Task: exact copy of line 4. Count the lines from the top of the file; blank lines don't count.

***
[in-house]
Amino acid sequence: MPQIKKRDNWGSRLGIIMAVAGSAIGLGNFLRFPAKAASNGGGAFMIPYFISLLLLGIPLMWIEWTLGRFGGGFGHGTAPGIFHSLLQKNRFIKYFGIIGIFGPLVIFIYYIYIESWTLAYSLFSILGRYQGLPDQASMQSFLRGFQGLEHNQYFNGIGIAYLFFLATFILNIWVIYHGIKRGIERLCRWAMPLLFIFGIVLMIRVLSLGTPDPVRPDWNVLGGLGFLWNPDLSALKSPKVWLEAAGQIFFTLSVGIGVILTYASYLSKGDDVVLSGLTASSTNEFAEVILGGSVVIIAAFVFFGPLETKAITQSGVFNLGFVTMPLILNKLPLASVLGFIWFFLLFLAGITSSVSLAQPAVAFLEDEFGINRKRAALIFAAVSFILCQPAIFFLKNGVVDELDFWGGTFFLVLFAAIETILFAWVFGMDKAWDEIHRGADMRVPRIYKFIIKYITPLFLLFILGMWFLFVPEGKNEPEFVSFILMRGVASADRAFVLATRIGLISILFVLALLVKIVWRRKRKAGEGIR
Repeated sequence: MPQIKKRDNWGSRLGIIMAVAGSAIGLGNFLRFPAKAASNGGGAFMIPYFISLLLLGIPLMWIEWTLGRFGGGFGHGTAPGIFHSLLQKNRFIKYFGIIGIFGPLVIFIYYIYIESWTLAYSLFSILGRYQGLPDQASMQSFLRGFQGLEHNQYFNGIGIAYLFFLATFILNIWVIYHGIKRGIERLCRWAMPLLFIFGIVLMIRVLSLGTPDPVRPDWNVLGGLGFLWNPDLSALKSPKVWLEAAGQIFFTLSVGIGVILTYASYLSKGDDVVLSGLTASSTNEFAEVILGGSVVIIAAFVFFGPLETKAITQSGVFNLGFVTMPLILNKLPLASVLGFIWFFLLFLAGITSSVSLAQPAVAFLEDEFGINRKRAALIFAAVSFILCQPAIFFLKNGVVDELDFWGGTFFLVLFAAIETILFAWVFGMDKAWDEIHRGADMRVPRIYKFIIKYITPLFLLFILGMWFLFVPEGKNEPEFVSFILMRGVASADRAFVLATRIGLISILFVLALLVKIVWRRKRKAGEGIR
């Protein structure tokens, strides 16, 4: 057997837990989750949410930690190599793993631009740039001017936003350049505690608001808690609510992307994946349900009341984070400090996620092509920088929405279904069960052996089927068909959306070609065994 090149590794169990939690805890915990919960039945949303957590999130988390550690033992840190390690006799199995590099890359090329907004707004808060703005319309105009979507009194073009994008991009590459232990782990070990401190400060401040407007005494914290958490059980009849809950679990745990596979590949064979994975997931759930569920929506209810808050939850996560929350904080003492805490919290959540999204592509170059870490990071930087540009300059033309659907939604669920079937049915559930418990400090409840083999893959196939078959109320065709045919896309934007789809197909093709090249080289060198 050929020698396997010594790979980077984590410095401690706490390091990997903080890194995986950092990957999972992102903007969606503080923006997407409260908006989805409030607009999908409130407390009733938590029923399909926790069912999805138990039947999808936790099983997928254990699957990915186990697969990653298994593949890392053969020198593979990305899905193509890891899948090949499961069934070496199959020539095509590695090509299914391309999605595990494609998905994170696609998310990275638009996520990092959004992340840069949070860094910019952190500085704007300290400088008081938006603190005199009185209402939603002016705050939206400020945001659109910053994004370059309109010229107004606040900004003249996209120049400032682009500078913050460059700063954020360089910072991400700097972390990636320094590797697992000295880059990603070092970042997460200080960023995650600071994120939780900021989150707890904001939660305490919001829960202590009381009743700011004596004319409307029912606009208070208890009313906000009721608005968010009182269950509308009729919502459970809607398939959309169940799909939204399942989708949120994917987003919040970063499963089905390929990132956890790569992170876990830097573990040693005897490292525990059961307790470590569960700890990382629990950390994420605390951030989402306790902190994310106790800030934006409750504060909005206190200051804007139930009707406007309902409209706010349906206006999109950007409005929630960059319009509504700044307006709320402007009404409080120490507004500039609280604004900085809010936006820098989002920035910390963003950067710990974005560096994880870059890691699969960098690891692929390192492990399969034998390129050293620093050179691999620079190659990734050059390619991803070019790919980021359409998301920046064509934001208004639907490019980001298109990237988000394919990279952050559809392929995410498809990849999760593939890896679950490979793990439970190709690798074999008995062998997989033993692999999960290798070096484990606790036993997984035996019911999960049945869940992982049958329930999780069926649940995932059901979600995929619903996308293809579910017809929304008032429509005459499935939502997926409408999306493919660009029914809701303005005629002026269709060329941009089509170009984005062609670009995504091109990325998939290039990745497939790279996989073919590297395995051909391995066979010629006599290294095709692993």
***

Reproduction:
């Protein structure tokens, strides 16, 4: 057997837990989750949410930690190599793993631009740039001017936003350049505690608001808690609510992307994946349900009341984070400090996620092509920088929405279904069960052996089927068909959306070609065994 090149590794169990939690805890915990919960039945949303957590999130988390550690033992840190390690006799199995590099890359090329907004707004808060703005319309105009979507009194073009994008991009590459232990782990070990401190400060401040407007005494914290958490059980009849809950679990745990596979590949064979994975997931759930569920929506209810808050939850996560929350904080003492805490919290959540999204592509170059870490990071930087540009300059033309659907939604669920079937049915559930418990400090409840083999893959196939078959109320065709045919896309934007789809197909093709090249080289060198 050929020698396997010594790979980077984590410095401690706490390091990997903080890194995986950092990957999972992102903007969606503080923006997407409260908006989805409030607009999908409130407390009733938590029923399909926790069912999805138990039947999808936790099983997928254990699957990915186990697969990653298994593949890392053969020198593979990305899905193509890891899948090949499961069934070496199959020539095509590695090509299914391309999605595990494609998905994170696609998310990275638009996520990092959004992340840069949070860094910019952190500085704007300290400088008081938006603190005199009185209402939603002016705050939206400020945001659109910053994004370059309109010229107004606040900004003249996209120049400032682009500078913050460059700063954020360089910072991400700097972390990636320094590797697992000295880059990603070092970042997460200080960023995650600071994120939780900021989150707890904001939660305490919001829960202590009381009743700011004596004319409307029912606009208070208890009313906000009721608005968010009182269950509308009729919502459970809607398939959309169940799909939204399942989708949120994917987003919040970063499963089905390929990132956890790569992170876990830097573990040693005897490292525990059961307790470590569960700890990382629990950390994420605390951030989402306790902190994310106790800030934006409750504060909005206190200051804007139930009707406007309902409209706010349906206006999109950007409005929630960059319009509504700044307006709320402007009404409080120490507004500039609280604004900085809010936006820098989002920035910390963003950067710990974005560096994880870059890691699969960098690891692929390192492990399969034998390129050293620093050179691999620079190659990734050059390619991803070019790919980021359409998301920046064509934001208004639907490019980001298109990237988000394919990279952050559809392929995410498809990849999760593939890896679950490979793990439970190709690798074999008995062998997989033993692999999960290798070096484990606790036993997984035996019911999960049945869940992982049958329930999780069926649940995932059901979600995929619903996308293809579910017809929304008032429509005459499935939502997926409408999306493919660009029914809701303005005629002026269709060329941009089509170009984005062609670009995504091109990325998939290039990745497939790279996989073919590297395995051909391995066979010629006599290294095709692993």